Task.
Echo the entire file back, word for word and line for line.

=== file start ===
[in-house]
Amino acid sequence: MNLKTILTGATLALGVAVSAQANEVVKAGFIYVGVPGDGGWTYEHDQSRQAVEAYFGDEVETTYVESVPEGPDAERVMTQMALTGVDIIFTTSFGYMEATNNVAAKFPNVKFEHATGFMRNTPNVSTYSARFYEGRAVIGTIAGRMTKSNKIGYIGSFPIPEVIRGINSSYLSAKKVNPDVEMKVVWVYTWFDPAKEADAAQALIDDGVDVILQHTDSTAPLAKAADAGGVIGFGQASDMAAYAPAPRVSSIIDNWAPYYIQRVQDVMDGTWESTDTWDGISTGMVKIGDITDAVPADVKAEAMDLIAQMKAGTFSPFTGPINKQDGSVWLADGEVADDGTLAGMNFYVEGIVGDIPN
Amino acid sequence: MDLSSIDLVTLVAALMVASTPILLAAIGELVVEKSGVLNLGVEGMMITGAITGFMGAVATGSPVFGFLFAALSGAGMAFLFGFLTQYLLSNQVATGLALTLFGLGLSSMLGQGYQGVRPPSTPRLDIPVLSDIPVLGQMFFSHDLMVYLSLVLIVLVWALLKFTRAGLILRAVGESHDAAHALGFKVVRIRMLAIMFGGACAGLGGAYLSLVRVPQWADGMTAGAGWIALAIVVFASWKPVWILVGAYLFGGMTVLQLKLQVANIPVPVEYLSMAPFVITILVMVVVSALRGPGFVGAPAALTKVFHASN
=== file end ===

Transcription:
[in-house]
Amino acid sequence: MNLKTILTGATLALGVAVSAQANEVVKAGFIYVGVPGDGGWTYEHDQSRQAVEAYFGDEVETTYVESVPEGPDAERVMTQMALTGVDIIFTTSFGYMEATNNVAAKFPNVKFEHATGFMRNTPNVSTYSARFYEGRAVIGTIAGRMTKSNKIGYIGSFPIPEVIRGINSSYLSAKKVNPDVEMKVVWVYTWFDPAKEADAAQALIDDGVDVILQHTDSTAPLAKAADAGGVIGFGQASDMAAYAPAPRVSSIIDNWAPYYIQRVQDVMDGTWESTDTWDGISTGMVKIGDITDAVPADVKAEAMDLIAQMKAGTFSPFTGPINKQDGSVWLADGEVADDGTLAGMNFYVEGIVGDIPN
Amino acid sequence: MDLSSIDLVTLVAALMVASTPILLAAIGELVVEKSGVLNLGVEGMMITGAITGFMGAVATGSPVFGFLFAALSGAGMAFLFGFLTQYLLSNQVATGLALTLFGLGLSSMLGQGYQGVRPPSTPRLDIPVLSDIPVLGQMFFSHDLMVYLSLVLIVLVWALLKFTRAGLILRAVGESHDAAHALGFKVVRIRMLAIMFGGACAGLGGAYLSLVRVPQWADGMTAGAGWIALAIVVFASWKPVWILVGAYLFGGMTVLQLKLQVANIPVPVEYLSMAPFVITILVMVVVSALRGPGFVGAPAALTKVFHASN